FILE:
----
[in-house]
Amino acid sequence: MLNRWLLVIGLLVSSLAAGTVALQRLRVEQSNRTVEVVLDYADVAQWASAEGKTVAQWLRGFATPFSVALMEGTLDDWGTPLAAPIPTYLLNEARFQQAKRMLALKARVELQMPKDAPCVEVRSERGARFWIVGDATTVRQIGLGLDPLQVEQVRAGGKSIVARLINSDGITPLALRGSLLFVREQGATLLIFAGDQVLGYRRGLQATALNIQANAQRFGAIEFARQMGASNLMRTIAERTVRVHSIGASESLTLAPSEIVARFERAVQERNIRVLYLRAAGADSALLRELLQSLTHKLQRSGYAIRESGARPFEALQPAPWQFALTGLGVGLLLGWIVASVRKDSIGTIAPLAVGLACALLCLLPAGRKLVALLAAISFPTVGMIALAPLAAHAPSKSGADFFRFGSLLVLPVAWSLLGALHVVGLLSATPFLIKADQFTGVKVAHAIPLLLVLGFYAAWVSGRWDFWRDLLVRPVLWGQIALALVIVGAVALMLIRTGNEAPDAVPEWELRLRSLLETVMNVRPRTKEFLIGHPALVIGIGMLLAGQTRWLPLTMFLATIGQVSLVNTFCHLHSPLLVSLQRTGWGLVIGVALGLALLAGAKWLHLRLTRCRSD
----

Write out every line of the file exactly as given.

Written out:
[in-house]
Amino acid sequence: MLNRWLLVIGLLVSSLAAGTVALQRLRVEQSNRTVEVVLDYADVAQWASAEGKTVAQWLRGFATPFSVALMEGTLDDWGTPLAAPIPTYLLNEARFQQAKRMLALKARVELQMPKDAPCVEVRSERGARFWIVGDATTVRQIGLGLDPLQVEQVRAGGKSIVARLINSDGITPLALRGSLLFVREQGATLLIFAGDQVLGYRRGLQATALNIQANAQRFGAIEFARQMGASNLMRTIAERTVRVHSIGASESLTLAPSEIVARFERAVQERNIRVLYLRAAGADSALLRELLQSLTHKLQRSGYAIRESGARPFEALQPAPWQFALTGLGVGLLLGWIVASVRKDSIGTIAPLAVGLACALLCLLPAGRKLVALLAAISFPTVGMIALAPLAAHAPSKSGADFFRFGSLLVLPVAWSLLGALHVVGLLSATPFLIKADQFTGVKVAHAIPLLLVLGFYAAWVSGRWDFWRDLLVRPVLWGQIALALVIVGAVALMLIRTGNEAPDAVPEWELRLRSLLETVMNVRPRTKEFLIGHPALVIGIGMLLAGQTRWLPLTMFLATIGQVSLVNTFCHLHSPLLVSLQRTGWGLVIGVALGLALLAGAKWLHLRLTRCRSD